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United States Department of Agriculture

Agricultural Research Service

Title: CACO-2 CELL FE UPTAKE FROM HUMAN MILK AND INFANT FORMULA

Authors
item Etcheverry, P - CORNELL UNIVERSITY
item Wissler, J - CORNELL UNIVERSITY
item Wortley, G - CORNELL UNIVERSITY
item Glahn, Raymond

Submitted to: Nutrition Research
Publication Type: Peer Reviewed Journal
Publication Acceptance Date: April 29, 2004
Publication Date: July 1, 2004
Citation: Etcheverry, P., Wissler, J., Wortley, G., Glahn, R.P. 2004. Caco-2 cell fe uptake from human milk and infant formula. Nutrition Research. 24(7):573-579.

Interpretive Summary: Iron is a critical nutrient for infants, particularly for infants over 6 months of age as they have exhausted their iron stores from the in utero period. As a result, considerable research has been conducted to optimize iron uptake from infant formula and weaning foods. In general, higher fractional (i.e. percent of ingested Fe) iron absorption from human milk has been reported when compared to cow milk or cow-milk-based infant formula. On the other hand, absolute or net iron absorption values are higher for infant formulas than from human milk. This is primarily because infant formulas in the U.S. are fortified with 10-12 mg/L iron or with less than 6.7 mg/L, which are defined, by the Food and Drug Administration (FDA), as low-iron formulas. Human milk is low in iron. It contains between 0.5 to 1.0 mg/L and 0.3 to 0.9 mg/L. Research funding and safety concerns often limit mineral absorption studies using human infant subjects. Thus, it is important to develop reliable, fast and economical in vitro methods for assessing iron bioavailability that can refine experimental objectives and address issues not possible to study in humans or animals. In our lab, we compared the effect of different commercially available infant formulas on iron absorption to that of human milk using a simulated digestion/cell culture model. The results indicate that very little Fe was absorbed from the human milk relative to the infant formulae. For example, iron uptake from Enfamil® with Iron, Enfamil® Low Iron, Carnation® Good Start® and Similac® was 265-742% greater than that of human milk. Carnation® Alsoy® was statistically higher than all other infant formulas and human milk, exhibiting an iron uptake twenty times more than that of human milk. However, when cell iron uptake was expressed on a fractional basis, human milk was considerably higher than all formulas with the exception of Alsoy®. This study demonstrates that this in vitro model is an excellent tool for comparing and developing improved infant foods.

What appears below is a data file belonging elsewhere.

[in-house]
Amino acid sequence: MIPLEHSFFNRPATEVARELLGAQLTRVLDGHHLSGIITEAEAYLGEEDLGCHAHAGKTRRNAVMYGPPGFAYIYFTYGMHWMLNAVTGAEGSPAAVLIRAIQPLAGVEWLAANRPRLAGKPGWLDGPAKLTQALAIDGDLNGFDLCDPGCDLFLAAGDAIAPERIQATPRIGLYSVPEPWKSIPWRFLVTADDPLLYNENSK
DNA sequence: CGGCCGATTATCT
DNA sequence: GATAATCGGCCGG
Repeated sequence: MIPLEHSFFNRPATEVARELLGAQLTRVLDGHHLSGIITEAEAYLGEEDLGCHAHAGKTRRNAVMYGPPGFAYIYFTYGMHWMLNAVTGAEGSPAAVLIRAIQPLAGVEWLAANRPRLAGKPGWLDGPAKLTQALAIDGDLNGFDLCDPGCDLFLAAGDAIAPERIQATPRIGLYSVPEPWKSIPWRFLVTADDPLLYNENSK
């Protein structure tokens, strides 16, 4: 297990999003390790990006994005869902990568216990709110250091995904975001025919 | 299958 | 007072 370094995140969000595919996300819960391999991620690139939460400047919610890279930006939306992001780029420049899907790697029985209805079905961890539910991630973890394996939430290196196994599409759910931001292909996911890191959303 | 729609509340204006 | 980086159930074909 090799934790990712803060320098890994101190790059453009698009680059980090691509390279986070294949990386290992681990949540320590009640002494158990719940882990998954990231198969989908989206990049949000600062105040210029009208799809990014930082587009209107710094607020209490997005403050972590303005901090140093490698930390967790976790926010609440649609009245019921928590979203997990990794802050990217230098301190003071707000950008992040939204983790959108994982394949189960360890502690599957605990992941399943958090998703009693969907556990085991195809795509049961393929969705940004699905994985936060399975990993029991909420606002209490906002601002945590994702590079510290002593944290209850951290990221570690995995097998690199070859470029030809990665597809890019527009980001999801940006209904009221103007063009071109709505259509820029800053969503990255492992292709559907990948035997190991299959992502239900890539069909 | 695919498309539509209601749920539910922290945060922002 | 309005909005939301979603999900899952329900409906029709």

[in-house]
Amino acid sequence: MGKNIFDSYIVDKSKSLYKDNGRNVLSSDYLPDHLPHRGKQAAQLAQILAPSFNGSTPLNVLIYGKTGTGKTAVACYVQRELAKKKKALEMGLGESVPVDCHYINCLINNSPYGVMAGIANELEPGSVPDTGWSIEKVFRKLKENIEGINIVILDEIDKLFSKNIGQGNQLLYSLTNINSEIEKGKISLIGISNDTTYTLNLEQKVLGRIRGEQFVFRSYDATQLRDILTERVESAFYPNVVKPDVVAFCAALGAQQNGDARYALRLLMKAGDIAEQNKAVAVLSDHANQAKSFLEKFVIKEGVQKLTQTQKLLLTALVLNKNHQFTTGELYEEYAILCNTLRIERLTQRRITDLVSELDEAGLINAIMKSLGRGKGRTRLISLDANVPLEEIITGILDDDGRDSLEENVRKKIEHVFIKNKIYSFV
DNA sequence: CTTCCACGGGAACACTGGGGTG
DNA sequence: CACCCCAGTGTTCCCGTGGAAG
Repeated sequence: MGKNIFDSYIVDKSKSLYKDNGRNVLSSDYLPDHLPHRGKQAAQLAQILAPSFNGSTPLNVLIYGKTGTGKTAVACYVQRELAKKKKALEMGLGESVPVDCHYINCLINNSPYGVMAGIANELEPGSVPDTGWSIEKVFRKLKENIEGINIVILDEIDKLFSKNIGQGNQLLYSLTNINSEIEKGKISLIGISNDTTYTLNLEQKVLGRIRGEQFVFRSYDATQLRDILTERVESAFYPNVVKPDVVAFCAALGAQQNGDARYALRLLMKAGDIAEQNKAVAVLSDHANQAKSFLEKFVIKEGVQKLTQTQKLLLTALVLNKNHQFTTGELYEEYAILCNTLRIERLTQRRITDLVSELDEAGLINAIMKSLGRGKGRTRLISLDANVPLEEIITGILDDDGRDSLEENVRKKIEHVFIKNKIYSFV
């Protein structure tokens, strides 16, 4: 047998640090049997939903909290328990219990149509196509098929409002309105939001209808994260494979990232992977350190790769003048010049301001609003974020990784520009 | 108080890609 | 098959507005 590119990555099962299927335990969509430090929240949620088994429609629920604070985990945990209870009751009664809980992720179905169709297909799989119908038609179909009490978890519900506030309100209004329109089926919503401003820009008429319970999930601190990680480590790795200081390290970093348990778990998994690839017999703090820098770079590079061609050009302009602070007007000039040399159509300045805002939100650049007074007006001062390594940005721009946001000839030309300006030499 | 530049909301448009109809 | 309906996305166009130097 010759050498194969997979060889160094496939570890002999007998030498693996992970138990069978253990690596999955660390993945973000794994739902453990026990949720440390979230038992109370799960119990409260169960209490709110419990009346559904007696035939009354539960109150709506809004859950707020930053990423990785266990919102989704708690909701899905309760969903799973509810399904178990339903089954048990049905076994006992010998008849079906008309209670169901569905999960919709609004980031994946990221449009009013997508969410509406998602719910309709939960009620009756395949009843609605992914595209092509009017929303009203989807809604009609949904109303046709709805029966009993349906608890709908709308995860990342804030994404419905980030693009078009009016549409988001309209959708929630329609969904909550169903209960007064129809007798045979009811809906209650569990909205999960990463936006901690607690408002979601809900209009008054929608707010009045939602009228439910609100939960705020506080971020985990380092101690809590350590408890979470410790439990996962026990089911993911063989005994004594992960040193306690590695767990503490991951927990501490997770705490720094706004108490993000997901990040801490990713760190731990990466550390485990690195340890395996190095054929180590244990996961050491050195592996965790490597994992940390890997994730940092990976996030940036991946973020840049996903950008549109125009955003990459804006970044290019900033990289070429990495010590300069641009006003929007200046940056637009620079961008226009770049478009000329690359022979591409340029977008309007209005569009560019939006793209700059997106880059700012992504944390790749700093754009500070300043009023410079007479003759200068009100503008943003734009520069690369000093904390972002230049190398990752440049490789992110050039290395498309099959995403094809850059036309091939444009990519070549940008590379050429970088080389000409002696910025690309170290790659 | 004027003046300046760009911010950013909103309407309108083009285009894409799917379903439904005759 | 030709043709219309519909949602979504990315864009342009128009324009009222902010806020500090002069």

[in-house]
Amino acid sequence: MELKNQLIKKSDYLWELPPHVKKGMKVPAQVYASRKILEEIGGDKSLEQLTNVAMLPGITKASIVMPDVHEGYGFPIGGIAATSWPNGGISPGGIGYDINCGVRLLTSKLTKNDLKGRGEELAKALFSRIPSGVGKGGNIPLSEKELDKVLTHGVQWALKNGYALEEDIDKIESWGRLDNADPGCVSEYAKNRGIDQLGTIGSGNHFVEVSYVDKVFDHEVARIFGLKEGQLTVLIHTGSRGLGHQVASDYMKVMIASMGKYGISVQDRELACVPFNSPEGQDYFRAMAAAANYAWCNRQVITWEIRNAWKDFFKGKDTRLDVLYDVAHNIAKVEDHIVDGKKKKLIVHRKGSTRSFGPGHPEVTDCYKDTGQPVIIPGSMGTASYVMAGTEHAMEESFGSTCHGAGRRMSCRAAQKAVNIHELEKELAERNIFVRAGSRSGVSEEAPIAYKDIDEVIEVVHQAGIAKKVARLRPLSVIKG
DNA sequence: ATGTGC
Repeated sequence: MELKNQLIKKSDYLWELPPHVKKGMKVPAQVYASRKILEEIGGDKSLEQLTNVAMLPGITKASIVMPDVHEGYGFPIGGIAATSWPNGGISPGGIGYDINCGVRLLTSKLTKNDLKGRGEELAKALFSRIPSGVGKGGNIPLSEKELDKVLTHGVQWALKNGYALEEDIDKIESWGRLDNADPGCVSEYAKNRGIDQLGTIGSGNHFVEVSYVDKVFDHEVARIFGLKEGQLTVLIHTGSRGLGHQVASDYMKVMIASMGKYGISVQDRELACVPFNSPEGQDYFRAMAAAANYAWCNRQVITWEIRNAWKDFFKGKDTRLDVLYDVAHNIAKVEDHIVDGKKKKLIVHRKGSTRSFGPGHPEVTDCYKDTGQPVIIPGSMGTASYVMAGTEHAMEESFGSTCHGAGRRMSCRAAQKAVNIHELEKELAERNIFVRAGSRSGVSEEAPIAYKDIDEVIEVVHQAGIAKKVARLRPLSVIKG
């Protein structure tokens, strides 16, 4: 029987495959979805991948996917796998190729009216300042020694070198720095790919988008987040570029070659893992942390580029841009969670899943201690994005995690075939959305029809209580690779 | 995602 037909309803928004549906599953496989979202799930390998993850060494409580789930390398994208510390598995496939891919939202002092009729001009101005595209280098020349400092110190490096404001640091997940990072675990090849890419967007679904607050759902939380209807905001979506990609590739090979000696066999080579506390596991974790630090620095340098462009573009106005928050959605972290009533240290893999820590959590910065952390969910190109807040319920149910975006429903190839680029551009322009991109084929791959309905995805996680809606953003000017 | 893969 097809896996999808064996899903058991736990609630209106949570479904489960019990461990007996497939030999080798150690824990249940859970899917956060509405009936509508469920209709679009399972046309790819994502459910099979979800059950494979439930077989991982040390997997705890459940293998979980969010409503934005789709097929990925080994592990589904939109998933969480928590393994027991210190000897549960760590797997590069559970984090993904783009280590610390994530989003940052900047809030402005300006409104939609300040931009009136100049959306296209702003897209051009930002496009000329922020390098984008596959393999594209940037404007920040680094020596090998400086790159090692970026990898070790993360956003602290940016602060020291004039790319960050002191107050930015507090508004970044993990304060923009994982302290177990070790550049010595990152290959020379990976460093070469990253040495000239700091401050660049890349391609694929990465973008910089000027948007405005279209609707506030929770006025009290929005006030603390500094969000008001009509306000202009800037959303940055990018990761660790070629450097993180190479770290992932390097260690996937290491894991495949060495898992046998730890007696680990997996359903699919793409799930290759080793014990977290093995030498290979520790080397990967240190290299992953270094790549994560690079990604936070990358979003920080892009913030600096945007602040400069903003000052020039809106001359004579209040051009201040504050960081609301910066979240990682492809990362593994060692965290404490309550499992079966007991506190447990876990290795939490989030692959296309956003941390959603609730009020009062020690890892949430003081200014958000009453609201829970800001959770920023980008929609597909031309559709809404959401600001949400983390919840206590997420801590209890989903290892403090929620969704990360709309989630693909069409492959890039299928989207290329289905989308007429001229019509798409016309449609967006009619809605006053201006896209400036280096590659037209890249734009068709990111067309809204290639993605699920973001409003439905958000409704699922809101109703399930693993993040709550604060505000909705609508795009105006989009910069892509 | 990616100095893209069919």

Technical Abstract: Iron is a critical nutrient for newborn infants, and particularly for infants over 6 months of age. In general, higher fractional (i.e. percent of ingested Fe) iron absorption from human milk has been reported when compared to cow milk or cow-milk-based infant formula. On the other hand, absolute or net iron absorption values are higher for infant formulas than from human milk. It is not difficult to understand why infants over 6 months of age fed human milk might have poor iron status compared to fortified formulas. Infant formulas in the U.S. are either fortified with 10 mg/L to 12 mg/L of iron or with less than 6.7 mg/L, which are defined, by the Food and Drug Administration (FDA), as low-iron formulas. Human milk is low in iron. It contains between 0.5 to 1.0 mg/L and 0.3 to 0.9 mg/L. Research funding and safety concerns often limit mineral absorption studies using human infant subjects. Thus, it is important to develop reliable, fast and economical in vitro methods for assessing iron bioavailability that can refine experimental objectives and address issues not possible to study in humans or animals. In our lab, we compared the effect of different commercially available infant formulas on iron absorption to that of human milk using a simulated digestion/cell culture model. The results indicate that very little Fe was absorbed from the human milk relative to the infant formulae. For example, iron uptake from Enfamil® with Iron, Enfamil® Low Iron, Carnation® Good Start® and Similac® was 265-742% greater than that of human milk. Carnation® Alsoy® was statistically higher than all other infant formulas and human milk, exhibiting an iron uptake twenty times more than that of human milk. Higher levels of ascorbic acid (AA) present in the Alsoy formula compared to the other milk-based formulas might contribute to higher iron uptake by the cells. Alsoy® contains 107 mg AA/L of formula; whereas the other formulas contain between 54 mg to 80 mg AA/L. Differences in formula manufacturing procedures and ingredients (such as lower heat treatments resulting in higher ascorbic acid levels and higher contents of citrate) are likely to promote iron absorption. Alsoy® is made of soy protein isolate, which contains phytic acid, a potent inhibitor of Fe absorption. It is possible that the soy isolate has been dephytinized in an attempt to reduce the levels of phytic acid. Through this process, Fe bioavailability from soy formulas can be optimized. When Caco-2 cell ferritin levels were expressed per amount of iron in the upper chamber of the well, human milk was considerably higher than all formulas with the exception of Alsoy®.

Last Modified: 9/1/2014
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